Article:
No birthing at home not answer to maternal death

By KIMBERLIE OLMAYA N. QUITASOL
Northern Dispatch

BAGUIO CITY — In efforts to reduce to zero the number of maternal and neonatal deaths, the Department of Health (DOH) has implemented the ‘no birthing at home’ policy.

In the Cordillera, the regional office of the DOH partnered with the Japan International cooperation Agency (JICA) for a project called Cordillera-wide Strengthening of the Local Health System for Efficient Delivery of Maternal and Child Health Services.

The JICA-funded project, covering Banguet, Abra and Apayao, will implement DOH’s ‘no birthing at home’ and will provide equipment such as delivery beds, examination tables, electric generators and air conditioning for health facilities; and trainings to health workers. Dr. Makoto Tobe, JICA chief advisor and Science and system Consultant said the project aims to increase the number of mothers giving birth in health facilities and in turn decrease those giving birth at home. He added that the projects main goal is to reduce maternal and neonatal deaths in the country.

Mia Rasalan, executive director of Community Health Education Services and Trainings in the Cordillera Region (Chestcore), said that giving birth at home is not the reason for the increase in maternal and neonatal deaths.

Rasalan said the root cause of lack of facilities and equipment is the minimal government budget allotment for health. She reiterated that government should allot higher health budget to address the problem on lack of health facilities, equipment and personnel.

“Health facilities should be brought nearer to the mothers and children, not the other way around. This will only happen if government will construct enough health facilities,” she said.

Rasalan said that the Cordillera, being a mountainous region, poses a greater challenge for government. She added that traveling long hours along the steep mountain slopes to reach the nearest health facility pose greater danger to pregnant women.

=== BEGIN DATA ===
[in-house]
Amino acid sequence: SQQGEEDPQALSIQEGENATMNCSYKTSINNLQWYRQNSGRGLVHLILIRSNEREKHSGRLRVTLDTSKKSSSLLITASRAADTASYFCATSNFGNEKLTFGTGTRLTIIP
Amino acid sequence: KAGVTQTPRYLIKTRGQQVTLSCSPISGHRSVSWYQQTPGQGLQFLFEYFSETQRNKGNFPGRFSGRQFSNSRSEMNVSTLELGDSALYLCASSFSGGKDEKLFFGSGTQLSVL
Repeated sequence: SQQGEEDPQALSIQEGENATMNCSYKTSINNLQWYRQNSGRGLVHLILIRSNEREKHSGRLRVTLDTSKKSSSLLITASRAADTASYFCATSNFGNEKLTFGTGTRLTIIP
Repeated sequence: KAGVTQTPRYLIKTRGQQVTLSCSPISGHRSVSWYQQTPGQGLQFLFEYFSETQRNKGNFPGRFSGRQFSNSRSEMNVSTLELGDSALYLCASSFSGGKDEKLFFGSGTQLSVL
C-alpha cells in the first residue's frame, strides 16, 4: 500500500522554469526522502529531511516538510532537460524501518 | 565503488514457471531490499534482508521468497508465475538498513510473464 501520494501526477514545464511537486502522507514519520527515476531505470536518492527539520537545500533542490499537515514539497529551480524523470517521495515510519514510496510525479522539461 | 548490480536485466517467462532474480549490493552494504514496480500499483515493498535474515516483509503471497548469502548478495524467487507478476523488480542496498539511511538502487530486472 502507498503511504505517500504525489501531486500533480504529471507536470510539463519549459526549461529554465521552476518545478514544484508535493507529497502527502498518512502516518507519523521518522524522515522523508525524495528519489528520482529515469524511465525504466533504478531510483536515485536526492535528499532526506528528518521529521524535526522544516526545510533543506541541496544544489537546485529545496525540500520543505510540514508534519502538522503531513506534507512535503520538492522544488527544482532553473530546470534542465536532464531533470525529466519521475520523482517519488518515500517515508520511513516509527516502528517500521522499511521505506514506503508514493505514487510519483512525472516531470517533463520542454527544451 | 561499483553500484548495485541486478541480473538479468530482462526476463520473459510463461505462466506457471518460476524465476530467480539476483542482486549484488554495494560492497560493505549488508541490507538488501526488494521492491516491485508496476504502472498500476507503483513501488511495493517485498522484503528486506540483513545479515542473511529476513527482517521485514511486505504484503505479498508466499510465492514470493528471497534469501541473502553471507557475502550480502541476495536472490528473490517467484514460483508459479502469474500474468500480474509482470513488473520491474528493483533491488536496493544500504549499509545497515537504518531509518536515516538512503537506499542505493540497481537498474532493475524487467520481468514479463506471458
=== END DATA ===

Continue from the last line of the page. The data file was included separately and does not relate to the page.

She added that World Health Organizations (WHO) standards provide that health care budget should be five percent of the country’s gross domestic product. “It is the responsibility of the government to ensure proper health care services for the people. It should not depend on foreign funding at should not be bound by foreign impositions,” she said.

“While training health workers is but right, the real problem is the lack of doctors, midwives and nurses all over the country. They should be trained according to the needs of the areas they are serving and not for export policy,” she said, adding that health workers remain overworked and underpaid.

Emily Quines of the City Health Department-Cordillera Administrative Region (CHD-CAR) disclosed that at the moment the region still needs at least 1,000 health workers. She explained that the building of health facility is dependent on the availability of health workers.

Quines said DOH CAR allotted budgets for the construction of health facilities but the construction can not push through because there are not enough health workers.

Moreover, Rasalan also said that traditional and indigenous birthing practices should be respected as these have been tried and tested through many generations. (By Northern Dispatch / Reposted by ())

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